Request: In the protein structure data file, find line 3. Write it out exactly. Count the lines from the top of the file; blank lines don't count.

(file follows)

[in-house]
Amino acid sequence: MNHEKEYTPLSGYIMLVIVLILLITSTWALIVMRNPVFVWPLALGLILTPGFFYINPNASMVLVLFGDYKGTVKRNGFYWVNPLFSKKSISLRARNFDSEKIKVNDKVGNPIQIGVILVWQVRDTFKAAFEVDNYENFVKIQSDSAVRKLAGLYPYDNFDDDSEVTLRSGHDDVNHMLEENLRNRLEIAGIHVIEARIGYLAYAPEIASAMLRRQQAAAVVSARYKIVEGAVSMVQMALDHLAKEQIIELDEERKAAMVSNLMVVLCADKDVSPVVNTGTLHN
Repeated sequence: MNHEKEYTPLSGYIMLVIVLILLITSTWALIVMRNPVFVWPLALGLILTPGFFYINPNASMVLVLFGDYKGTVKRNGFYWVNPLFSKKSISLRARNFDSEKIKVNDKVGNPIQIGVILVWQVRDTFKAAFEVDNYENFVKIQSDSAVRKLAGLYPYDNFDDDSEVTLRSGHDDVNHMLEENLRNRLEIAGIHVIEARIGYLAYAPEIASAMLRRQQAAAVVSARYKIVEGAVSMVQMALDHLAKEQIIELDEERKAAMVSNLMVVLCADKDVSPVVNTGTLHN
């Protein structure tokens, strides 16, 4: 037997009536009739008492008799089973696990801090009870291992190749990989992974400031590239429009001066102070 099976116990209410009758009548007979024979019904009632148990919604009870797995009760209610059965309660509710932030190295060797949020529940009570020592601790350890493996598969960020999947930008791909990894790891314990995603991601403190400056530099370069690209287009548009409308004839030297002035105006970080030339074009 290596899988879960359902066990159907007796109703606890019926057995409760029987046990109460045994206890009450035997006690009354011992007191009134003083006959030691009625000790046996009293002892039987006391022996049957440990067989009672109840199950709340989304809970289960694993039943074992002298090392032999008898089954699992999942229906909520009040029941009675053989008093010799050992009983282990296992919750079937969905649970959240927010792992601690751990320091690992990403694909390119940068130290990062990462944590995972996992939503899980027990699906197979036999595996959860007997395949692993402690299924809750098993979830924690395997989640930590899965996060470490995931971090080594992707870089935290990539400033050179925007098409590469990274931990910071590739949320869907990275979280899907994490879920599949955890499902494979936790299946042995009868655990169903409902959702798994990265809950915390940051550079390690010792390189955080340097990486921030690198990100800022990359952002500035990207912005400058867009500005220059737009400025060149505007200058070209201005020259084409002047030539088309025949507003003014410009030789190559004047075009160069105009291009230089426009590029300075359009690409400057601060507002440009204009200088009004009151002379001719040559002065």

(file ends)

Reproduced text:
Repeated sequence: MNHEKEYTPLSGYIMLVIVLILLITSTWALIVMRNPVFVWPLALGLILTPGFFYINPNASMVLVLFGDYKGTVKRNGFYWVNPLFSKKSISLRARNFDSEKIKVNDKVGNPIQIGVILVWQVRDTFKAAFEVDNYENFVKIQSDSAVRKLAGLYPYDNFDDDSEVTLRSGHDDVNHMLEENLRNRLEIAGIHVIEARIGYLAYAPEIASAMLRRQQAAAVVSARYKIVEGAVSMVQMALDHLAKEQIIELDEERKAAMVSNLMVVLCADKDVSPVVNTGTLHN